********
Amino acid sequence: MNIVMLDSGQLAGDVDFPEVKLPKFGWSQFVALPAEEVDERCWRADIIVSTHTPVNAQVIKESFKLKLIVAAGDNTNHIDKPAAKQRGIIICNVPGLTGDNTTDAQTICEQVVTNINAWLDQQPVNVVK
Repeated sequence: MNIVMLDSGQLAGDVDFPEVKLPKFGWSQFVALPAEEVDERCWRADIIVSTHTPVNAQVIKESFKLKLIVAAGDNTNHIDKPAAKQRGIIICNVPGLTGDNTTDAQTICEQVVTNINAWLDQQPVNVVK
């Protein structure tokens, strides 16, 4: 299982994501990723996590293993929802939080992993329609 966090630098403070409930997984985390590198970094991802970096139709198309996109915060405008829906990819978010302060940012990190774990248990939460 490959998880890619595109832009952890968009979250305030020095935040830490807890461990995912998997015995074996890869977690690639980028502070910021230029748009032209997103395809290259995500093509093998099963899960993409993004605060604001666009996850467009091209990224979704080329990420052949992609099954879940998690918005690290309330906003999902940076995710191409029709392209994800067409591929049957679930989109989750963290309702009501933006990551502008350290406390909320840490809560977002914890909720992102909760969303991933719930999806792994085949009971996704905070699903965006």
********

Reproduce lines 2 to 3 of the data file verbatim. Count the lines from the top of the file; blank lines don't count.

Repeated sequence: MNIVMLDSGQLAGDVDFPEVKLPKFGWSQFVALPAEEVDERCWRADIIVSTHTPVNAQVIKESFKLKLIVAAGDNTNHIDKPAAKQRGIIICNVPGLTGDNTTDAQTICEQVVTNINAWLDQQPVNVVK
């Protein structure tokens, strides 16, 4: 299982994501990723996590293993929802939080992993329609 966090630098403070409930997984985390590198970094991802970096139709198309996109915060405008829906990819978010302060940012990190774990248990939460 490959998880890619595109832009952890968009979250305030020095935040830490807890461990995912998997015995074996890869977690690639980028502070910021230029748009032209997103395809290259995500093509093998099963899960993409993004605060604001666009996850467009091209990224979704080329990420052949992609099954879940998690918005690290309330906003999902940076995710191409029709392209994800067409591929049957679930989109989750963290309702009501933006990551502008350290406390909320840490809560977002914890909720992102909760969303991933719930999806792994085949009971996704905070699903965006």